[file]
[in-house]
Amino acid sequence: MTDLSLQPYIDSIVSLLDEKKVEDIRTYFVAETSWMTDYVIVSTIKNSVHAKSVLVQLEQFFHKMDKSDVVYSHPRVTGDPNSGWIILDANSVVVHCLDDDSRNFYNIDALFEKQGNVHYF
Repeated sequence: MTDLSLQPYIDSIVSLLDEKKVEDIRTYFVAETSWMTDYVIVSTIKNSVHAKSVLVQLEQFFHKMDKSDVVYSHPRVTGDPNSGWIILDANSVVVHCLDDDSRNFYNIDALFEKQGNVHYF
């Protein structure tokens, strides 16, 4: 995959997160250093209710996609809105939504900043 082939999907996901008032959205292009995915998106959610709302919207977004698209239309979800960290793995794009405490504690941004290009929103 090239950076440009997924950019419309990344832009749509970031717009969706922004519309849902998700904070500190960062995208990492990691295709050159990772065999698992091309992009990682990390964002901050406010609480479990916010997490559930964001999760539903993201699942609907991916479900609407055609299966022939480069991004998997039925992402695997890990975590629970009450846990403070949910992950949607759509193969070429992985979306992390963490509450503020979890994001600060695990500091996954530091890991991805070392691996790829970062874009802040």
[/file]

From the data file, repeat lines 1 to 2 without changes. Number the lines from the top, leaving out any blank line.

[in-house]
Amino acid sequence: MTDLSLQPYIDSIVSLLDEKKVEDIRTYFVAETSWMTDYVIVSTIKNSVHAKSVLVQLEQFFHKMDKSDVVYSHPRVTGDPNSGWIILDANSVVVHCLDDDSRNFYNIDALFEKQGNVHYF